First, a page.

Maintaining warm soils during a cold summer
Consider these smart ways to keeping soils warm and warm-season vegetables healthy during a colder-than-normal summer.
May 20, 2014 - Author: Gretchen Voyle, Michigan State University Extension
The weather experts are talking about summer 2014 being a slightly cooler summer than usual for Michigan. This is because of the amount of ice that formed on the Great Lakes and the depth to which it froze. Westerly winds blowing over ice or cold water could make Michigan cooler. This may be great for the air conditioner bill, but it could make some warm-season vegetables in the garden not as productive.
First in line as a warm-season diva is the tomato. With its ancestors hailing from Central America and Mexico, tomatoes have always been somewhat disappointed with Michigan’s weather. However, a cool summer season could slow plant growth and fruit production. Other warm-season vegetables that could be similarly affected are peppers, eggplant, tomatillo, okra, melons, squash, beans sweet corn, cucumbers and pumpkins.
The question becomes what can the home gardener do to keep and maintain a warmer soil? This is a challenge for smart gardeners rather than a problem.
The very first thing Michigan State University Extension recommends is to make sure these heat-loving vegetables receive eight or more hours of full, uninterrupted sun. The more direct sun, the more soil warming will take place. Making fruit requires a great deal of energy and the sun enables those warm-season vegetables to produce a bountiful crop.
Another possibility would be not using organic mulch like straw on some or all of your warm-season vegetables. Mulch is invaluable for keeping soil temperatures down because of its insulating ability. Bare soil that has been loosened will absorb the sun’s rays. This is when a technique called “dust mulching” can work. The soil is lightly tilled or hoed to a depth of 2-3 inches. The loosened soil dries out and heats up. The compacted soil below the tilled area holds in moisture. This also prevents weed seeds from germinating because there is no moisture at the top where seeds would germinate. The drawback is that you have to continue to dust mulch if you are walking on the soil or overhead watering, or if it rains.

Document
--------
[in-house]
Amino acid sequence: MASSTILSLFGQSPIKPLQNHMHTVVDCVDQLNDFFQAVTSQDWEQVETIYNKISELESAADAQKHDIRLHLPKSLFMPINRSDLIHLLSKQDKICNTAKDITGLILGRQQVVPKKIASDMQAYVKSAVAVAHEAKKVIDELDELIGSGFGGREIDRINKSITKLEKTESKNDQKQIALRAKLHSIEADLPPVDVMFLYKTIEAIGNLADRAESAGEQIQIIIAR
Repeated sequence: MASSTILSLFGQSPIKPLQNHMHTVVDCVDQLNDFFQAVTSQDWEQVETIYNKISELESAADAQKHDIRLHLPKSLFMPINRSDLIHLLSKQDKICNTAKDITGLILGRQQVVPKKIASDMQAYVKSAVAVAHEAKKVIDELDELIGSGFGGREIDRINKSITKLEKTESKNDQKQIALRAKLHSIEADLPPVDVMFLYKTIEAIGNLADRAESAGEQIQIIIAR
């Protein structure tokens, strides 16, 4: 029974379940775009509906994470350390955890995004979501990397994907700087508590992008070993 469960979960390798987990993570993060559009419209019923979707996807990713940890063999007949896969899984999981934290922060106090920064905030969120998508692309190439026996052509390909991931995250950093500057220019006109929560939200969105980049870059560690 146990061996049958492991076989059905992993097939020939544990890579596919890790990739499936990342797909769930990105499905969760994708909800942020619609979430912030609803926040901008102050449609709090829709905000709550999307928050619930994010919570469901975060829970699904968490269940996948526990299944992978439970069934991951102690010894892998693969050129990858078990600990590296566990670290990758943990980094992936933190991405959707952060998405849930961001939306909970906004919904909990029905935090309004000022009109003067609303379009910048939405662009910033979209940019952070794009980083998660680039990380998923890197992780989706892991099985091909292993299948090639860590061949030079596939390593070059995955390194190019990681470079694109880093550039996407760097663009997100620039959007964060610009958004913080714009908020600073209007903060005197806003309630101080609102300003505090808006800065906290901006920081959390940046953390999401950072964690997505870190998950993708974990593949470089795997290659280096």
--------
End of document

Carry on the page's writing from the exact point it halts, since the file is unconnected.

If bare soil works for your garden, you could distribute compost on the soil surface. Because it is dark in color, it absorbs the sun’s rays even better than many soils that are various shades of tan. Adding 2 or 3 inches on the soil surface gives the garden a double treat. The soil is warmer and at the end of the season, the compost is tilled into the soil to work its magic on plant roots in coming years.
Another technique is to cover the bare soil with black or clear plastic. This will allow heat to penetrate and the plastic will hold it in more successfully than just bare soil. It is important to anchor the plastic so windy days do not cause your plastic to run away from home. Rocks, bricks or scrap pieces of lumber could be used. You could bury the edges in the soil, but as the plastic traps heat, it also blocks rain and overhead irrigation. Watering with a hose placed close to the base of the plant will get the water under the plastic or by laying a soaker hose under the plastic. Moisture can be directed to the root zone by only hooking up one end with the other closed off.
If using plastic, buy the thickest plastic that you can find. Thin plastic does not hold up well when walked on and picking dozens of little pieces of torn plastic embedded in the soil could cause most gardeners to invent new and colorful expressions.
Watch the weather and temperatures as the growing season continues. Be ready to employ any of these heat-saver techniques if this will help your garden.